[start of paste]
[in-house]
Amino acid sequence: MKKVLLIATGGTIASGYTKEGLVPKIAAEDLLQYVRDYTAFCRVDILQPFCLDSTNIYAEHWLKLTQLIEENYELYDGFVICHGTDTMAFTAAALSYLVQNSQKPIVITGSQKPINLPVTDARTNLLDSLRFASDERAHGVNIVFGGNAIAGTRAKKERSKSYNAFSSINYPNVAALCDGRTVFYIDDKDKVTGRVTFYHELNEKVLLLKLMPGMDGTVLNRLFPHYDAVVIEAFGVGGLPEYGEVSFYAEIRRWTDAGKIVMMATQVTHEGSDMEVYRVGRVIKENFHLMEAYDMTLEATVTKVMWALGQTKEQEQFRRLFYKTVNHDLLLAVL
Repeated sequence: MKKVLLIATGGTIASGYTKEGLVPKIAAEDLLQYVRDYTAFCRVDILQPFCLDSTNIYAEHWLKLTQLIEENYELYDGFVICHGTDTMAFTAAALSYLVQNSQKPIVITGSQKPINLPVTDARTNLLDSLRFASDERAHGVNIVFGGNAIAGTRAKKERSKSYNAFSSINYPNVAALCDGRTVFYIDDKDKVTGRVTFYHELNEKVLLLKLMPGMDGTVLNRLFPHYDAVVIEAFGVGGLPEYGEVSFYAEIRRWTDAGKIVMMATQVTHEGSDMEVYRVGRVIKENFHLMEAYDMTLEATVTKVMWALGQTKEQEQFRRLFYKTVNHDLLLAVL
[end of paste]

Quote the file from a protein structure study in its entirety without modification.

[in-house]
Amino acid sequence: MKKVLLIATGGTIASGYTKEGLVPKIAAEDLLQYVRDYTAFCRVDILQPFCLDSTNIYAEHWLKLTQLIEENYELYDGFVICHGTDTMAFTAAALSYLVQNSQKPIVITGSQKPINLPVTDARTNLLDSLRFASDERAHGVNIVFGGNAIAGTRAKKERSKSYNAFSSINYPNVAALCDGRTVFYIDDKDKVTGRVTFYHELNEKVLLLKLMPGMDGTVLNRLFPHYDAVVIEAFGVGGLPEYGEVSFYAEIRRWTDAGKIVMMATQVTHEGSDMEVYRVGRVIKENFHLMEAYDMTLEATVTKVMWALGQTKEQEQFRRLFYKTVNHDLLLAVL
Repeated sequence: MKKVLLIATGGTIASGYTKEGLVPKIAAEDLLQYVRDYTAFCRVDILQPFCLDSTNIYAEHWLKLTQLIEENYELYDGFVICHGTDTMAFTAAALSYLVQNSQKPIVITGSQKPINLPVTDARTNLLDSLRFASDERAHGVNIVFGGNAIAGTRAKKERSKSYNAFSSINYPNVAALCDGRTVFYIDDKDKVTGRVTFYHELNEKVLLLKLMPGMDGTVLNRLFPHYDAVVIEAFGVGGLPEYGEVSFYAEIRRWTDAGKIVMMATQVTHEGSDMEVYRVGRVIKENFHLMEAYDMTLEATVTKVMWALGQTKEQEQFRRLFYKTVNHDLLLAVL